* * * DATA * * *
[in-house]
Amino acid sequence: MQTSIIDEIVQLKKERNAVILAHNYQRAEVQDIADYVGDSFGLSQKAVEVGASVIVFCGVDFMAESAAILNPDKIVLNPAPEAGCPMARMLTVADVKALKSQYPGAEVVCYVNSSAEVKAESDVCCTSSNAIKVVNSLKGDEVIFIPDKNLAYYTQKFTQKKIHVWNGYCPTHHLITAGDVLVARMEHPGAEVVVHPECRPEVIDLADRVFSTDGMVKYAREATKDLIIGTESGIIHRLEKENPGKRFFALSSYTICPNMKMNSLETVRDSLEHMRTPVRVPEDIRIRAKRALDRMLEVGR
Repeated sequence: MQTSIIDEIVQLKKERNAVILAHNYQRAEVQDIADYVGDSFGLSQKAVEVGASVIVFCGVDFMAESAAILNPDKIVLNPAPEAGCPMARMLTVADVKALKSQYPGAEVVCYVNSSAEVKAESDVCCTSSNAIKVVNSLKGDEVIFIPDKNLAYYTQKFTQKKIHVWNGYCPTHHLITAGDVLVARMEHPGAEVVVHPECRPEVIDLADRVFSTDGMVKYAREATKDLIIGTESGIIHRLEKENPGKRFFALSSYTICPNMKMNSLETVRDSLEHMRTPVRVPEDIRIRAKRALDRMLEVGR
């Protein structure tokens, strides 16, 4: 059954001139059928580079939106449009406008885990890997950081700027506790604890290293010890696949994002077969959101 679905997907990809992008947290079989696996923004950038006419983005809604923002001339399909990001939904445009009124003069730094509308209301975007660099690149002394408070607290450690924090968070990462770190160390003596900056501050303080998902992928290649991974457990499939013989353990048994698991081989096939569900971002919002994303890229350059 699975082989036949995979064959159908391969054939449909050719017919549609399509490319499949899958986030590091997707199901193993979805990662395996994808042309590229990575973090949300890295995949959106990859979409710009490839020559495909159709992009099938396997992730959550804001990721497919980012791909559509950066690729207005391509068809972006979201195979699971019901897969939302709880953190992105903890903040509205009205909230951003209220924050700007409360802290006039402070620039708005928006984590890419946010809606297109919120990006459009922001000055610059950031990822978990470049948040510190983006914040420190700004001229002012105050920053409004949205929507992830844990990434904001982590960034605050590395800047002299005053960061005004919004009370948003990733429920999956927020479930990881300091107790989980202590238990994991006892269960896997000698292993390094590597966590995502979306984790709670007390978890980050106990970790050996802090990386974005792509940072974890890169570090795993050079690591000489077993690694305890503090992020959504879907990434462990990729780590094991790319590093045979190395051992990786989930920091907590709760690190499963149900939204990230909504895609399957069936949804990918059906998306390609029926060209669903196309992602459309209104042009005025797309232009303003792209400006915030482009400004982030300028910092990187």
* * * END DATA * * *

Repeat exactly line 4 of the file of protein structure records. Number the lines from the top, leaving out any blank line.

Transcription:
């Protein structure tokens, strides 16, 4: 059954001139059928580079939106449009406008885990890997950081700027506790604890290293010890696949994002077969959101 679905997907990809992008947290079989696996923004950038006419983005809604923002001339399909990001939904445009009124003069730094509308209301975007660099690149002394408070607290450690924090968070990462770190160390003596900056501050303080998902992928290649991974457990499939013989353990048994698991081989096939569900971002919002994303890229350059 699975082989036949995979064959159908391969054939449909050719017919549609399509490319499949899958986030590091997707199901193993979805990662395996994808042309590229990575973090949300890295995949959106990859979409710009490839020559495909159709992009099938396997992730959550804001990721497919980012791909559509950066690729207005391509068809972006979201195979699971019901897969939302709880953190992105903890903040509205009205909230951003209220924050700007409360802290006039402070620039708005928006984590890419946010809606297109919120990006459009922001000055610059950031990822978990470049948040510190983006914040420190700004001229002012105050920053409004949205929507992830844990990434904001982590960034605050590395800047002299005053960061005004919004009370948003990733429920999956927020479930990881300091107790989980202590238990994991006892269960896997000698292993390094590597966590995502979306984790709670007390978890980050106990970790050996802090990386974005792509940072974890890169570090795993050079690591000489077993690694305890503090992020959504879907990434462990990729780590094991790319590093045979190395051992990786989930920091907590709760690190499963149900939204990230909504895609399957069936949804990918059906998306390609029926060209669903196309992602459309209104042009005025797309232009303003792209400006915030482009400004982030300028910092990187």